By using the open source Skate JS framework we get some added benefits like JSX for HTML templating, performant rendering with virtual DOM and some sugar to make working with custom elements, properties and custom events nicer.

What we wanted to achieve in the hackathon was to gain familiarity with the technology and to try to port 3 of our existing GUI components over to custom elements. We tackled the navigation tree of our application, the charts component and the toolbar buttons and menus.

The navigation tree was interesting because it is basically already a thin wrapper around a JQuery plugin called jstree. We found that since this plugin is well behaved and does not perform document selectors on the complete page, it was embeddable within shadow DOM. This can be a problem when combining jquery code with shadow DOM, as described by Rob Dodson.

Our charting component was again especially interesting as we use the AmCharts commercial library which is completely out of our control. It turned out that this too was well-behaved and let itself be nicely rendered by a custom element with shadow DOM enabled.

Finally, we decided to tackle one of the smallest, but frequently used components in our GUI: toolbar buttons with dropdown menus. Here the hope was that the custom element could encapsulate the complete Button rendering and event handling behavior as well as the positioning of the dropdown (or popup!) menu depending on the location of the button versus the viewport. After some struggling with custom element and Skate JS specifics, we managed to get this to work as well.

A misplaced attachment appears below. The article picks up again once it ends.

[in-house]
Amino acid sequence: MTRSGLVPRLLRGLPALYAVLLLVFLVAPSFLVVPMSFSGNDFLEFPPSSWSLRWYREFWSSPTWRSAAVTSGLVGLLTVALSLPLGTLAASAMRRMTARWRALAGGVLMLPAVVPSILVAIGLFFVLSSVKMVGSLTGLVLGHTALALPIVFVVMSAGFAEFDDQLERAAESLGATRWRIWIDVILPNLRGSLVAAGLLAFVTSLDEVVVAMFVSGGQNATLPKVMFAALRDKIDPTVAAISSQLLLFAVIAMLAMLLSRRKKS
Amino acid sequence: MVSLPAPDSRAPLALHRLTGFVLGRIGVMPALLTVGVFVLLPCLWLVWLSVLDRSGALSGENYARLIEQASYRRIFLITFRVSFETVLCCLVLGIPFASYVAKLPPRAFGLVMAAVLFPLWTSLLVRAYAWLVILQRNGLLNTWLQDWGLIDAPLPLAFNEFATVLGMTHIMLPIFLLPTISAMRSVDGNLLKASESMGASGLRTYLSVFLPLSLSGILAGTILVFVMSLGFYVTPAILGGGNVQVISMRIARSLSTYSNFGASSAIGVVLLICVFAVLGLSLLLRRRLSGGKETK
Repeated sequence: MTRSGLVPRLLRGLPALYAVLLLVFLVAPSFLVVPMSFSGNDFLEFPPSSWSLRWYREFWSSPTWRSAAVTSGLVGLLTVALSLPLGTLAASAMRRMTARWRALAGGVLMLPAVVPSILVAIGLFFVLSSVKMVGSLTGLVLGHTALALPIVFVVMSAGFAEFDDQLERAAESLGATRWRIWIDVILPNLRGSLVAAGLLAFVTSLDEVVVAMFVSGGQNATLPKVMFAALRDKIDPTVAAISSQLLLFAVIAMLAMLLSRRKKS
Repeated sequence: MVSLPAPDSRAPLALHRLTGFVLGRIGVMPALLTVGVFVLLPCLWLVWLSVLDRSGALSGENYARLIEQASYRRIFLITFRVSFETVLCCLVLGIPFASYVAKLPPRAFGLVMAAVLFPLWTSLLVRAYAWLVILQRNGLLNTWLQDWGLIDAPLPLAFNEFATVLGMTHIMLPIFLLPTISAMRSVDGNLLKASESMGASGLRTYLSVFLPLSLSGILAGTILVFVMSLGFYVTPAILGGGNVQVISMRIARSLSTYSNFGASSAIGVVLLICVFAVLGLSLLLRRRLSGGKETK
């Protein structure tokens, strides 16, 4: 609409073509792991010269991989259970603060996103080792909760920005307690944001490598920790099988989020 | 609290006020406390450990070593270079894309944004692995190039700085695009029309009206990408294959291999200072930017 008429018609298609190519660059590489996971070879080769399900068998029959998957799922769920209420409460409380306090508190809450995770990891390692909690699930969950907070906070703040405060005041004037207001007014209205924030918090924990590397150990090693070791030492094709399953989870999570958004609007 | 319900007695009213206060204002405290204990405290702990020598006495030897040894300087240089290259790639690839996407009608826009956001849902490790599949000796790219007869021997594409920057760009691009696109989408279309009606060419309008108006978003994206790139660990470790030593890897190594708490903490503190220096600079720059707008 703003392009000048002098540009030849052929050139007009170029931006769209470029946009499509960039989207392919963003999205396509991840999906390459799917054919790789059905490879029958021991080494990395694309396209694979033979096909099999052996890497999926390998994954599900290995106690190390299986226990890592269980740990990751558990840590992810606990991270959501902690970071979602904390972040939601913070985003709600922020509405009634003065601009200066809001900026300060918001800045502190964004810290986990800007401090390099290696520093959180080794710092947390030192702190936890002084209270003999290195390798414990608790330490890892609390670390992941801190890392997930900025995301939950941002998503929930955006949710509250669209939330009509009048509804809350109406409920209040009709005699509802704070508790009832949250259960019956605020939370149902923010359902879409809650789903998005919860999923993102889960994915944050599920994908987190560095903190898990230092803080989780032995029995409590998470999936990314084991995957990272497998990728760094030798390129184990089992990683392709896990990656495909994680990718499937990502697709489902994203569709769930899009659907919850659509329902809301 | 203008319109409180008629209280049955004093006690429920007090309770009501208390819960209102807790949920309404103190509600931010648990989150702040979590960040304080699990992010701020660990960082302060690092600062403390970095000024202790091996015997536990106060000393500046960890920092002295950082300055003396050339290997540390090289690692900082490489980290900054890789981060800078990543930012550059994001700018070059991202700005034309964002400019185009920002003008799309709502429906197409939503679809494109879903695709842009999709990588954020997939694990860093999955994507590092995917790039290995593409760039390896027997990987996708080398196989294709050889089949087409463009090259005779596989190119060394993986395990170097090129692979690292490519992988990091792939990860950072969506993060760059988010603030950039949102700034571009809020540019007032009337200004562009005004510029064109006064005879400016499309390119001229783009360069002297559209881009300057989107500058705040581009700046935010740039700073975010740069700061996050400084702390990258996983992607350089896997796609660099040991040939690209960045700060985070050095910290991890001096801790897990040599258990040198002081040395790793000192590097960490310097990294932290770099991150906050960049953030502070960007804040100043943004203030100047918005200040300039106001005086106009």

The conclusion of the team after this hackathon was that custom elements are usable - they work surprisingly well and with a great variety of third party components and they can be a basis for our future UI roadmap. We also recognized the need to develop best practices with the usage of ES6, as well as custom elements and shadow DOM. And finally, the most important insight: we have to carefully consider what will actually become a component on a page, and what will stay standard html and javascript to glue everything together. On this issue too, Rob Dodson has written some insightful words in the post we already linked above.

Web components
The result of two days of research


Intelligent file diffs

Michael Galetzka

Software testing just got easier with our new Simple Testing Tool for Automatic File Diffs™!

Many of our Cadenza tests can produce artifacts such as images (e.g. maps and charts), text files (such as CSV) or “binary data” such as PDFs. It is easy to write unit tests that compare these outputs with reference data to prevent the silent introduction of bugs into the program. But, if a unit test fails it is hard to know if the cause is a legitimate feature change (e.g. a rendering improvement) or a genuine bug.

We created a simple standalone tool to help with this. The tool shows the changed files, calculates the difference and allows bulk operations to “accept” the changed files as new test references.